December 22, 2013

Classical Beat: USM composer’s operatric ode to a heroic – and tragic – baseball legend

By Christopher Hyde

Maine composer Daniel Sonnenberg’s new full-length opera, “The Summer King,” will be presented May 8 under the auspices of Portland Ovations, but it is already attracting national attention.

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Josh Gibson

Courtesy photo

Sonnenberg recently received a grant of $15,000 from the National Endowment for the Arts for part of the estimated $50,000 of production costs, and auditions began last week. Dona Vaughn, artistic director of PORTopera, is spreading the word about the new production in New York, and some of the opera’s arias will be sung there in January, in hopes of attracting additional angels for a fully staged production.

Portland Ovations will be presenting a full-length concert version of the opera, with 10 singers, a chorus, which may be Maine’s new-music choir, Vox Nova, and a 16-piece orchestra. Sonnenberg is happy that noted Maine bass Malcolm Smith has agreed to sing the part of the baseball commissioner.

Baseball commissioner? “The Summer King” is based on the career of Negro League catcher Josh Gibson, who, if not for his tragic flaws, and the broken promises of some villains associated with the major leagues, could have supplanted Jackie Robinson as the first black player to break the color barrier.

Gibson, one of the most prolific home run hitters of all time, is a tragic figure who almost begs to have an opera written about him, “complete with mad scene,” Sonnenberg believes.

The USM composer in residence has been fascinated with baseball all his life and with the Negro Leagues in particular. One of the reasons that Gibson meets the definition of a tragic character – the word “tragic” is one of the most abused in the English language – is that his downfall, and the admission of blacks into the major leagues, had nationwide, and even international consequences. When Major League Baseball was opened to black players, the Negro Leagues declined, ending an entire way of life, in the United States and Mexico.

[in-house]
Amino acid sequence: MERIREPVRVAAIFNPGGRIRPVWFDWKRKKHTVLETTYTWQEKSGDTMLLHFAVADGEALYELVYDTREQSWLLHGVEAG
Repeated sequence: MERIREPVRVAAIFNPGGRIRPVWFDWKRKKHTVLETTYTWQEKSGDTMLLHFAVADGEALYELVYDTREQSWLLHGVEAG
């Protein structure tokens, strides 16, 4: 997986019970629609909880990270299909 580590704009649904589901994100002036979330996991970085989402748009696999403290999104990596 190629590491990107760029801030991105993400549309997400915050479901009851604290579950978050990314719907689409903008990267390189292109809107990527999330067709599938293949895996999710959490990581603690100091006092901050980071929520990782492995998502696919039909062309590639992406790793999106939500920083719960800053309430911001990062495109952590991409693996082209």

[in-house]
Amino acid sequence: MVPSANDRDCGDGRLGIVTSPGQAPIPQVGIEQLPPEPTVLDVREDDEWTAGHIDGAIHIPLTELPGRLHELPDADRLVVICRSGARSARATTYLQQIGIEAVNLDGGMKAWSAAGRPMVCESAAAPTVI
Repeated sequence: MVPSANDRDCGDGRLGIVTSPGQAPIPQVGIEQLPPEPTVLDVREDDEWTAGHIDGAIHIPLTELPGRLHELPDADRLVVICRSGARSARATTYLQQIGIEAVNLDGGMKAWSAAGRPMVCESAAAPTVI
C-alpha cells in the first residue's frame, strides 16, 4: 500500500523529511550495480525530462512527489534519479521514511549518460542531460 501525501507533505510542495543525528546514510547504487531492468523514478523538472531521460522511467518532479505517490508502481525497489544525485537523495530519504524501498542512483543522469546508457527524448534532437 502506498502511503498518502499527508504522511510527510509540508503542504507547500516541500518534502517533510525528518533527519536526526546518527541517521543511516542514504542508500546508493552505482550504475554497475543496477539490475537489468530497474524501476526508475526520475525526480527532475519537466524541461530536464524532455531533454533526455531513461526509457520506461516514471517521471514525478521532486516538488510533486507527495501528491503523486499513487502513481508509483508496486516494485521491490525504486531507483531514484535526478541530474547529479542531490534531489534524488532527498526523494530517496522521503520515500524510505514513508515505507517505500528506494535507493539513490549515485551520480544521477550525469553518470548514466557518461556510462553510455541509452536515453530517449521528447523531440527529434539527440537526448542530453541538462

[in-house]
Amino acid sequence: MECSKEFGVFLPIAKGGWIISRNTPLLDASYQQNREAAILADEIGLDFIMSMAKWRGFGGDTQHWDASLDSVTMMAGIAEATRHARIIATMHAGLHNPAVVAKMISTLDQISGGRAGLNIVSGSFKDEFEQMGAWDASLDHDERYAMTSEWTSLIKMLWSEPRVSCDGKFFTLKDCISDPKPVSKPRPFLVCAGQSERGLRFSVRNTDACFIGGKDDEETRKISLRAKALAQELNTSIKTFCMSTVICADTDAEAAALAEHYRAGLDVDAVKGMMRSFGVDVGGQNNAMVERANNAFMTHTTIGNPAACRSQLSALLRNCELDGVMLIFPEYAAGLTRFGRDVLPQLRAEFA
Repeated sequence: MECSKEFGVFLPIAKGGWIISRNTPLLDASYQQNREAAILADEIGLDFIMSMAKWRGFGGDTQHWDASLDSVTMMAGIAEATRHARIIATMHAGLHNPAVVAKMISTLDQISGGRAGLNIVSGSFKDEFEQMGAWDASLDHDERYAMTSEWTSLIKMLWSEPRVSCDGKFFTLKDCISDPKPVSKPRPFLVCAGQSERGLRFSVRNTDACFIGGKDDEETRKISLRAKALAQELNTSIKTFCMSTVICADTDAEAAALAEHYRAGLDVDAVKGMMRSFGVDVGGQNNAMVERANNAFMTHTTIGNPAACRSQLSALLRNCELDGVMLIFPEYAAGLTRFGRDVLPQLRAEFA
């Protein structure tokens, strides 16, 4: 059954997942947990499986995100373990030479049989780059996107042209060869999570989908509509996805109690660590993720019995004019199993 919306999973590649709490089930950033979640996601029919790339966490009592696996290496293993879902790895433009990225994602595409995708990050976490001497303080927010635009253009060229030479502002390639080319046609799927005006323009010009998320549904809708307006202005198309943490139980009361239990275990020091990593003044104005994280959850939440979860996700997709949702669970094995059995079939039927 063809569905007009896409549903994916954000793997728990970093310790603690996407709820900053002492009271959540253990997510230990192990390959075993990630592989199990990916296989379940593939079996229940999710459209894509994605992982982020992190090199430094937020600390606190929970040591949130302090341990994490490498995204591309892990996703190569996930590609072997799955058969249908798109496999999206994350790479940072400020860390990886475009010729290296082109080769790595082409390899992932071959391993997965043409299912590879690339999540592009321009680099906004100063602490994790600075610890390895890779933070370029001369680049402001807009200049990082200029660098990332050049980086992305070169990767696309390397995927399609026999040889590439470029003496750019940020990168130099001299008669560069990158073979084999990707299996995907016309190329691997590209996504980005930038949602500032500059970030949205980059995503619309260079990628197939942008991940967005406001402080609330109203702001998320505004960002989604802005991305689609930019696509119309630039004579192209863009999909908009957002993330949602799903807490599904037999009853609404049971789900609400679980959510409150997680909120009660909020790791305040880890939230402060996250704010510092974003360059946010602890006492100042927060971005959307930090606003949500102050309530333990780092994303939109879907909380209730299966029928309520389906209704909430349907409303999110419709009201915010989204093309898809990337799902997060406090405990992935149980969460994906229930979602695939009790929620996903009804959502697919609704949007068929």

In Mexico, Gibson was treated like a king, and he considered staying there but was convinced by his mysterious lover, Grace, who was the crusader for equal rights that Gibson was not, to return to the States and attempt to join the majors.

Sonnenberg collaborated on the first version of the opera with poet Daniel Nester, but after a disagreement, completed the libretto himself, retaining, by agreement, some of Nester’s work.

Most composers do not write their own librettos, Wagner being the notable exception, and Sonnenberg was uncertain about doing it. “You do like to have one (a libretto) in place. With someone else’s work, its meter or rhythmic phrasing sometimes takes me where I didn’t know I was going. In art songs I sometimes use prose, recipes, even Facebook entries, trying to find out what’s hidden in the words.

“Writing wasn’t my choice; I tried to find another collaborator, but by that time I knew what I wanted too much. When I did write, I tried not to be a composer, I didn’t want to lose that feeling of the ‘unwieldiness’ of words.”

The arias that I have heard are lyrical, in a style that is “modern” without being dissonant. “My object was to create music that reflects a scene – a jazz club, a Mexican cantina – without the opera becoming a pastiche. The references are incorporated into my musical style, I hope. I have to take it on faith.”

So far, Sonnenberg’s faith has been rewarded. “I particularly want to thank Portland Ovations, which is taking a huge risk in putting on a new opera.”

Maybe the Red Sox will come on board. They were the last Major League team to hire a black player, infielder Pumpsie Green, in 1959.

Christopher Hyde is a writer and musician who lives in Pownal. He can be reached at:

classbeat@netscape.net

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